A child’s imagination gives birth to a magical theme park in Paramount and Nickelodeon’s Wonder Park, which is colorful and heavy in lessons for kids to follow, but lacking in the imagination it aims to inspire. Fortunately, it’s also inoffensive and brisk on runtime, so parents shouldn’t mind tagging along for this ride.
In what turns out to be like the fun-sized version of the Tomorrowland storyline, Wonder Park centers on 10-year-old June (Brianna Denski), a creative and destructive powerhouse who builds and tests very experimental theme park rides in her neighborhood. Joined by her BFF and secret crush Banky (Oev Michael Urbas) they hurtle between the houses and through fences with reckless abandon and boundless youthful energy. June’s parents (voiced by Jennifer Garner and Matthew Broderick) deal with the angry neighbors and mounting bills caused by her destruction, refusing to quash their daughter’s passion.
There’s more to this than a kid who needs to lay off the sugar. June and her mother are designing the amusement park of their dreams, where attractions are made of candy and other indescribable things. Whatever could spring forth from the mind of a 10-year-old girl, this place, which they call Wonder Park, can turn it into a reality. The park is run by a group of talking animals with all of the personality traits you’ve come to expect from a movie targeting a younger age group. There’s the reliably sensible wild boar Greta (Mila Kunis); Steve (John Oliver) the uptight British porcupine who frets over park safety; Boomer (Ken Hudson Campbell), a big blue narcoleptic bear; Gus and Cooper (Kenan Thompson and Ken Jeong) are beavers and the required squabbling duo; and finally the team is held together by Peanut (Norbert Leo Butz), a chimpanzee who can create anything with his magical pen, but only when he’s properly inspired.
Wonder Park is basically a paradise, a place any kid, and a heck of a lot of adults, would want to stay forever. But when tragedy strikes and June’s mom falls ill, she forgets everything she loved about the park. June shuts down emotionally, refusing her friends, her family, and anything to do with Wonder Park. Little does she know, her apathy has consequences in the real world. Upon discovering that Wonder Park actually exists, and all of the beloved characters she imagined are real, June finds that the once-wondrous utopia is in a state of disrepair, threatened to be swallowed whole by a looming darkness and overrun by a horde of chimpanzombies.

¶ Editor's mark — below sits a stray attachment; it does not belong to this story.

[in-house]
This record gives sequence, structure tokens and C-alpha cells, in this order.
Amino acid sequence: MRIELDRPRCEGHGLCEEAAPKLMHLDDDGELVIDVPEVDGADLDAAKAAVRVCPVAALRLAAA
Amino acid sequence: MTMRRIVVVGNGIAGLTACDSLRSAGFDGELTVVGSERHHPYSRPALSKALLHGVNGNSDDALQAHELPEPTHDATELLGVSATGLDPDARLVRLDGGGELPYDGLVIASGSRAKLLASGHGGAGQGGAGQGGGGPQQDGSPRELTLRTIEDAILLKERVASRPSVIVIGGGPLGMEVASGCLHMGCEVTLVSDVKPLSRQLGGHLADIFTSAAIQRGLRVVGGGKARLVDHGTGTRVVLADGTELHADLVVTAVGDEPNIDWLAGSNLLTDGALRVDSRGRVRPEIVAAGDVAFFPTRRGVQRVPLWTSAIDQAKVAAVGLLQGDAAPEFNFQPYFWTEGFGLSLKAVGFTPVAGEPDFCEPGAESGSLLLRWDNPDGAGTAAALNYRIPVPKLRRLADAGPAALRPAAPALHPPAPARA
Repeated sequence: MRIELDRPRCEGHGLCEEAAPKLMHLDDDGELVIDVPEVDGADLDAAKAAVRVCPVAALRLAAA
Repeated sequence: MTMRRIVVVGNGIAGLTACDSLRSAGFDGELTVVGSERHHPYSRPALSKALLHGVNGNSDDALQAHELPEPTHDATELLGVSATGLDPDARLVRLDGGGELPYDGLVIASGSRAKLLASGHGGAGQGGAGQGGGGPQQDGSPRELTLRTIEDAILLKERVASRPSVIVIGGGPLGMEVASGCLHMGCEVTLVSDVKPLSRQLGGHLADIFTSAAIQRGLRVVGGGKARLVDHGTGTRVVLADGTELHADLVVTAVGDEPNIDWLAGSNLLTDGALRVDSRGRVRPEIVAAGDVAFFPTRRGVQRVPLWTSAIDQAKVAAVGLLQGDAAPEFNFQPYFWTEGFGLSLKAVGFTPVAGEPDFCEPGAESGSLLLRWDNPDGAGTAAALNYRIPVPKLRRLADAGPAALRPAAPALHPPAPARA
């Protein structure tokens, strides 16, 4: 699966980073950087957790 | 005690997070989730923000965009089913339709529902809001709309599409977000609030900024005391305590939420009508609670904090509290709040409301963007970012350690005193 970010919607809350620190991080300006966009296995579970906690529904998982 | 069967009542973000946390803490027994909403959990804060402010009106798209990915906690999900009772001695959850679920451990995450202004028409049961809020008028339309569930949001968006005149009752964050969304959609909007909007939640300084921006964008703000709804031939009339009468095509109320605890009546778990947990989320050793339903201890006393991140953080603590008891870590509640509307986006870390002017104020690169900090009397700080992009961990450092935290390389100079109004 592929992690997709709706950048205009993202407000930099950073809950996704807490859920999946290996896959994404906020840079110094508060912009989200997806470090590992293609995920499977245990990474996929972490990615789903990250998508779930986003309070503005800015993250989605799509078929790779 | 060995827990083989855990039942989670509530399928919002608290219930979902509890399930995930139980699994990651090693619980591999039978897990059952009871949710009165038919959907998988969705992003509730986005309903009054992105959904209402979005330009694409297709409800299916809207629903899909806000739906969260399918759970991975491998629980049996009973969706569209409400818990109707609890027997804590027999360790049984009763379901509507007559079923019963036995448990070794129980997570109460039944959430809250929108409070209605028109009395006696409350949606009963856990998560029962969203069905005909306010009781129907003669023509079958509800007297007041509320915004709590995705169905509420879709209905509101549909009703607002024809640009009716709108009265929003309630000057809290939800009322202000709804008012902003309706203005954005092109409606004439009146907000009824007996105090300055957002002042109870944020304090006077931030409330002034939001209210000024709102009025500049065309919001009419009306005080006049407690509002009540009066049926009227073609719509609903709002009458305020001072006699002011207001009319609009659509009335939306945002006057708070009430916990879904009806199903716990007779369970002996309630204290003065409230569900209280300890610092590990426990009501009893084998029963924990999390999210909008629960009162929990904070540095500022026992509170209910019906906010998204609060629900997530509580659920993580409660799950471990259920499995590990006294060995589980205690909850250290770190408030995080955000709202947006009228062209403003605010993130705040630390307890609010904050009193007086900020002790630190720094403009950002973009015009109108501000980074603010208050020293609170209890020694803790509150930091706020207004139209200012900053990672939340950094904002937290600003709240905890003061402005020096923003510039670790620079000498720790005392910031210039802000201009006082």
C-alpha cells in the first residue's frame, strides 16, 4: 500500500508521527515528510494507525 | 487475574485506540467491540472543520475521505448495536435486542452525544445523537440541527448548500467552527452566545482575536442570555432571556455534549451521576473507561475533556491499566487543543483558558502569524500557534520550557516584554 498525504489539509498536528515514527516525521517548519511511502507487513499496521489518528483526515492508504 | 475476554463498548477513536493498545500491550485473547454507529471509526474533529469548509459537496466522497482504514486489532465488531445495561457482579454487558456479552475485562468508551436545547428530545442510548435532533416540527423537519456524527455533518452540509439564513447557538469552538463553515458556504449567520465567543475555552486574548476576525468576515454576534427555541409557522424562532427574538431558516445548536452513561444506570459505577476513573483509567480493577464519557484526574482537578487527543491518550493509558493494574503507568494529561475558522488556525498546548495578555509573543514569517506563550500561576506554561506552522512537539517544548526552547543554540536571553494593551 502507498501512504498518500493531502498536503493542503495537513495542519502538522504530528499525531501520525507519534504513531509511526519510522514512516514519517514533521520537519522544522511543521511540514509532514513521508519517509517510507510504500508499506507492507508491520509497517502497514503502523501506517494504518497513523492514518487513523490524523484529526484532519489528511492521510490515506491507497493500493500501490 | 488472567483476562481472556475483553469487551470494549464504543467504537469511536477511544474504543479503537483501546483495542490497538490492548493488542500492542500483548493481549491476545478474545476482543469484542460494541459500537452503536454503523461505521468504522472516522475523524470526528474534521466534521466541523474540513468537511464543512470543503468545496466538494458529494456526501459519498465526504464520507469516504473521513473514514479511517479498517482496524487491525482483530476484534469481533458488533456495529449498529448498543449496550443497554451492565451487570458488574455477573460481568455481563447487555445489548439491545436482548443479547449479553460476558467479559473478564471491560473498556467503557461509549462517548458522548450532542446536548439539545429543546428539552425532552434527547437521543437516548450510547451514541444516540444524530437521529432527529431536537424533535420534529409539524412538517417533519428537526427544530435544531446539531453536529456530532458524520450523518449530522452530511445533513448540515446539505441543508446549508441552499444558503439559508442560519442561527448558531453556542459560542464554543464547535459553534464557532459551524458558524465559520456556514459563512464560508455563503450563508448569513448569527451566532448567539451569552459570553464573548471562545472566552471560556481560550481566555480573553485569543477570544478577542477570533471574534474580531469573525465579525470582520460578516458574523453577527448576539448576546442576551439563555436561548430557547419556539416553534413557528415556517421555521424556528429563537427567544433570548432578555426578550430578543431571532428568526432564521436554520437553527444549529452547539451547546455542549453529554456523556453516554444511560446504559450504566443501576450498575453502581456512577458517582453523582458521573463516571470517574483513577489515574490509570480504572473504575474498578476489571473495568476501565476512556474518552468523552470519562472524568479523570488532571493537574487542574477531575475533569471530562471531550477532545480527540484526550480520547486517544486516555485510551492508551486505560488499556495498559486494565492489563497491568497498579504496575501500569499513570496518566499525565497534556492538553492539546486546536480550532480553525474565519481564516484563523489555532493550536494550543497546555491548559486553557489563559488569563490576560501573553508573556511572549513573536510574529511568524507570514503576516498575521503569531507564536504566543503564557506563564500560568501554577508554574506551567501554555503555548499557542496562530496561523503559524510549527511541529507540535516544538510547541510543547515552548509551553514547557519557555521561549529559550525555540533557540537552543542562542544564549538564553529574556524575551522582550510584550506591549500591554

While young eyes will be dazzled by the bright colors and logic-defying attractions, Wonder Park is a movie with a message, and it stays simple enough for young viewers to understand. June’s depression over her mother has affected all of the things in her life that she used to love, for fear of losing them to a force she cannot control. The script by Mission: Impossible-Ghost Protocol writers Josh Appelbaum and Andre Nemec doesn’t delve too deeply beyond this, so if you’re hoping for the next Inside Out you’ll be sorely disappointed. But it also teaches a valuable lesson about owning up to one’s mistakes, as June takes it upon herself to save Wonder Park from the danger she, however innocently, placed it in. To do it, she’ll have to rekindle the imagination she had forgotten.
The lack of a clear creative vision is felt, however. The film’s original director was fired over misconduct allegations, and he was never truly replaced which is why to this day there’s no one credited. None of the characters stand out as particularly memorable, either visually or in personality, and the novelty of the park fades before long. Fortunately, at only 85-minutes Wonder Park doesn’t overstay the welcome; speaking directly to its audience about coping with tragedy and using the power of expression to do it.